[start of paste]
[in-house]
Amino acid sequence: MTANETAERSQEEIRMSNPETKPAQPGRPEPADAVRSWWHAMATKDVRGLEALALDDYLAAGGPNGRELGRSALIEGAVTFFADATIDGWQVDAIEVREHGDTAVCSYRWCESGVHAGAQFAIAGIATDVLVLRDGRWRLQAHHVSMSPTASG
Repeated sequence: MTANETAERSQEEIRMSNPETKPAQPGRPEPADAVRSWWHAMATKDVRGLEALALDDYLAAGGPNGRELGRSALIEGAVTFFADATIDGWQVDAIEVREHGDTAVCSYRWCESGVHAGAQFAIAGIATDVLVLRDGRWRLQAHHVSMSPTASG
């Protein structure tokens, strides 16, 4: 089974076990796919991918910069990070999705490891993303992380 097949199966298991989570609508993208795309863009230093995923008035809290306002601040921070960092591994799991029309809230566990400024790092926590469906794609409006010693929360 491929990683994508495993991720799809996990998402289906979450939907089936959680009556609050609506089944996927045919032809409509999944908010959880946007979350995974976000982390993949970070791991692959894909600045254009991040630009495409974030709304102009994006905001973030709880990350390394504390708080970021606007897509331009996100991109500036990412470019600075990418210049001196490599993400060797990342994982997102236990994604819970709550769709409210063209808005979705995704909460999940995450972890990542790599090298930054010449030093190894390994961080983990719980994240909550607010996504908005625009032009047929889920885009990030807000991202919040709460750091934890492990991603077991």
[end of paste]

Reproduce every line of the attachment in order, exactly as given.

[in-house]
Amino acid sequence: MTANETAERSQEEIRMSNPETKPAQPGRPEPADAVRSWWHAMATKDVRGLEALALDDYLAAGGPNGRELGRSALIEGAVTFFADATIDGWQVDAIEVREHGDTAVCSYRWCESGVHAGAQFAIAGIATDVLVLRDGRWRLQAHHVSMSPTASG
Repeated sequence: MTANETAERSQEEIRMSNPETKPAQPGRPEPADAVRSWWHAMATKDVRGLEALALDDYLAAGGPNGRELGRSALIEGAVTFFADATIDGWQVDAIEVREHGDTAVCSYRWCESGVHAGAQFAIAGIATDVLVLRDGRWRLQAHHVSMSPTASG
């Protein structure tokens, strides 16, 4: 089974076990796919991918910069990070999705490891993303992380 097949199966298991989570609508993208795309863009230093995923008035809290306002601040921070960092591994799991029309809230566990400024790092926590469906794609409006010693929360 491929990683994508495993991720799809996990998402289906979450939907089936959680009556609050609506089944996927045919032809409509999944908010959880946007979350995974976000982390993949970070791991692959894909600045254009991040630009495409974030709304102009994006905001973030709880990350390394504390708080970021606007897509331009996100991109500036990412470019600075990418210049001196490599993400060797990342994982997102236990994604819970709550769709409210063209808005979705995704909460999940995450972890990542790599090298930054010449030093190894390994961080983990719980994240909550607010996504908005625009032009047929889920885009990030807000991202919040709460750091934890492990991603077991």